But now I could clearly see the difference between addiction and recovery: The path of addiction gave you short term bursts of “happiness” when you used or drank, followed by long periods of misery.
The recovery path also gave you short term bursts of happiness–peaks if you will–followed by contentment and something like real serenity. So you essentially traded in the misery for serenity. Both paths still had some highs and some lows, but the baseline of happiness with recovery was much higher than the baseline of happiness during active addiction.
I think this is what most people fully grasp when they finally break through their denial and reach the turning point–they realize that, during active addiction, they really are miserable for about 99 percent of their existence. And they have this moment of realization in which they say “Recovery has to be a better deal than all that misery that comes with addiction.”
So when I had this realization I was about 3 to 6 months sober, somewhere in there. And I actually got excited in the sense that I would wake up each day with this feeling of anticipation, that something amazing was going to be revealed to me, or I was going to discover something new in recovery that was delightful and happy and joyous.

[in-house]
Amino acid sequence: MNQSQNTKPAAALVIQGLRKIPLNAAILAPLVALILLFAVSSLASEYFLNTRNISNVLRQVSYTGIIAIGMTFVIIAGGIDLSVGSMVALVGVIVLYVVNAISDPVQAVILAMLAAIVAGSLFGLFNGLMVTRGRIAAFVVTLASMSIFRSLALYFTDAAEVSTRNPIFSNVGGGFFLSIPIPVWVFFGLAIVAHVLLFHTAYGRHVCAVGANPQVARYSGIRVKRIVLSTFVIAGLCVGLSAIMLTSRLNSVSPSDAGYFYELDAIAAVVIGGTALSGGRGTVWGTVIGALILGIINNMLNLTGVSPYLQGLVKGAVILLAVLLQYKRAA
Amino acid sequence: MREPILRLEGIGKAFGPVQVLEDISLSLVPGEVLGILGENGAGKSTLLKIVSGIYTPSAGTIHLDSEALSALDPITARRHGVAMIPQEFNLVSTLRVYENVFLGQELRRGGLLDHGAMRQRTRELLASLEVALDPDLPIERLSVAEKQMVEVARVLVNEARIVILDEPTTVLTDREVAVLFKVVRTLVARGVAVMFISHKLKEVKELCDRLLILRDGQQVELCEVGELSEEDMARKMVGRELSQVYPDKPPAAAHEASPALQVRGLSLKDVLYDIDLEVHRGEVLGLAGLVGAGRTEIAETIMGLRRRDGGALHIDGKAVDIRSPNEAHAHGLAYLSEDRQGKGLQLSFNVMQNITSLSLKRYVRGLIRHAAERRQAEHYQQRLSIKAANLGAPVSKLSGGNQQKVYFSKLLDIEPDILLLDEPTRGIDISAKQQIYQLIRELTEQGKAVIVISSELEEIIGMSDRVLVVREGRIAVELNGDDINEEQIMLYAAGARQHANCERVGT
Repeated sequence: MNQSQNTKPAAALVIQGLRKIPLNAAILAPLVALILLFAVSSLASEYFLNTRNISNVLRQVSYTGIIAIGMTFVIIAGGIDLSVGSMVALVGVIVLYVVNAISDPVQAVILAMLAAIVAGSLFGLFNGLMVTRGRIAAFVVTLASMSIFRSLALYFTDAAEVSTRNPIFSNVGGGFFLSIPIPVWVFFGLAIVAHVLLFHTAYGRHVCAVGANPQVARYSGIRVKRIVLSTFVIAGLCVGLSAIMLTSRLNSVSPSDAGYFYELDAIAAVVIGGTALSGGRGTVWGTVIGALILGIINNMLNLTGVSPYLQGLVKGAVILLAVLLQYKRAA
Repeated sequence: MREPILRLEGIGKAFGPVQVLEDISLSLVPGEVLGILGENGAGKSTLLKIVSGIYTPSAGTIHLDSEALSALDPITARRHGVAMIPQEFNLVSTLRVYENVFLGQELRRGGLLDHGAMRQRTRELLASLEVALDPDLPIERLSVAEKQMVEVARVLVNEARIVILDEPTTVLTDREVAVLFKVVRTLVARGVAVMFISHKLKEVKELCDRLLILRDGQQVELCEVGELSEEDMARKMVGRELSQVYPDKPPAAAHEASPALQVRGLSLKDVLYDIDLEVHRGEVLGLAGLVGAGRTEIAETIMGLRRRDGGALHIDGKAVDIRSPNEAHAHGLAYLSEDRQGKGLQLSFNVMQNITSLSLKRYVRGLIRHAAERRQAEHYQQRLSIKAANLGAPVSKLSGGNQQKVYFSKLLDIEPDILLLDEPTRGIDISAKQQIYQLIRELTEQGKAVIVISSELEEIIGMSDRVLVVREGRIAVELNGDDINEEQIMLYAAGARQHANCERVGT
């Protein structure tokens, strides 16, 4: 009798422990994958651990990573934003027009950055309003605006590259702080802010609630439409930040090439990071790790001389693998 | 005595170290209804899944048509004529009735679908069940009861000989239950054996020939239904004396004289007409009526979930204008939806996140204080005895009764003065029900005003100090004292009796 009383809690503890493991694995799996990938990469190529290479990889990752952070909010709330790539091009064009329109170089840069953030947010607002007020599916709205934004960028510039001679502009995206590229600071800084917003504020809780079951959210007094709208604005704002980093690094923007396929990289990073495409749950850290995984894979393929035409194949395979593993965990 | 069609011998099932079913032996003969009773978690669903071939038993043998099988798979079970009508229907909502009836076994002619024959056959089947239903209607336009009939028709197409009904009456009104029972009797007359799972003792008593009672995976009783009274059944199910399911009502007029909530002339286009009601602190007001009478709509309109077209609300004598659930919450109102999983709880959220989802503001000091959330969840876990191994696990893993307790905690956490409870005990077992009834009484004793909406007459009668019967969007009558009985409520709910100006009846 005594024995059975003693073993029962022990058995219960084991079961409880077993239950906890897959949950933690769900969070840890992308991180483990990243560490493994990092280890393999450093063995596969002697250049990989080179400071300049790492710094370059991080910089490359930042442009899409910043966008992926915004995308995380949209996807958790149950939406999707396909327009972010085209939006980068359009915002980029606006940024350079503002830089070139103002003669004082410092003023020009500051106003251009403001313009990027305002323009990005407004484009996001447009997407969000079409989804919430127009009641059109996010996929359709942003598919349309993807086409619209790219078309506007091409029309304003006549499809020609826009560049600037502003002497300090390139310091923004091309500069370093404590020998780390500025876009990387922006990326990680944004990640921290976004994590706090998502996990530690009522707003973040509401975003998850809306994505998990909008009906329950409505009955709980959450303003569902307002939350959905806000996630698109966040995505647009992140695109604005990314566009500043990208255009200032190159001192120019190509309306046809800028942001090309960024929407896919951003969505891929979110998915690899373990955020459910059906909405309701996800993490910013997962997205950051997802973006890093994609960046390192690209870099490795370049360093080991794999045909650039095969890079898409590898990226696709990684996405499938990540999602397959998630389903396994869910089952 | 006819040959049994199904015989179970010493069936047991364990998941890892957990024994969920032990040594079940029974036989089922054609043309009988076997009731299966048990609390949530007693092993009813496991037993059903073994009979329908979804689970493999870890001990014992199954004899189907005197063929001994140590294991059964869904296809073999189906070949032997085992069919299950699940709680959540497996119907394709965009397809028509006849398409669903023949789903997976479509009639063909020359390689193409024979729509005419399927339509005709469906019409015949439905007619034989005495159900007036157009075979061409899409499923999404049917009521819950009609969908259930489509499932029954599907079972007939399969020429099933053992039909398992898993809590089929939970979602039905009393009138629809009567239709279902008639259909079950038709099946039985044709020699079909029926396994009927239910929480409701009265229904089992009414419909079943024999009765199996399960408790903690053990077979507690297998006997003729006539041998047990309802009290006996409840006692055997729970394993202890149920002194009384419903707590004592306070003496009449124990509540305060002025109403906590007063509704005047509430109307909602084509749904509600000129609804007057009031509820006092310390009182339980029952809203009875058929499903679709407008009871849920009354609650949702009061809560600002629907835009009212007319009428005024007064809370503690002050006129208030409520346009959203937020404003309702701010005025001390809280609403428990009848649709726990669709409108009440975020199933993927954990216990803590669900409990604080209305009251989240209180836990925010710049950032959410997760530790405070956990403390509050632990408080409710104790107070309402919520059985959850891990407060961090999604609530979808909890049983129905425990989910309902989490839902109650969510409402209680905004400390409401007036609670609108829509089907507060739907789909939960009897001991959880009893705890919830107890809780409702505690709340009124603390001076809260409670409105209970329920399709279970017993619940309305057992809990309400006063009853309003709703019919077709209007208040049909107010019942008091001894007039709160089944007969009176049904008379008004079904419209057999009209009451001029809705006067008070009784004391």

This is how we should live in recovery–with an excitement and an anticipation of what the new day will bring to us. And along with this excitement comes the knowledge that you have to keep working a recovery program if you want to reap these benefits. This is really what I think of when I think of how to master your day in addiction recovery.
First you surrender and ask for help. Then you work a recovery program long enough to see the benefits kick in. Then you become excited to keep making an effort because you see that it is working.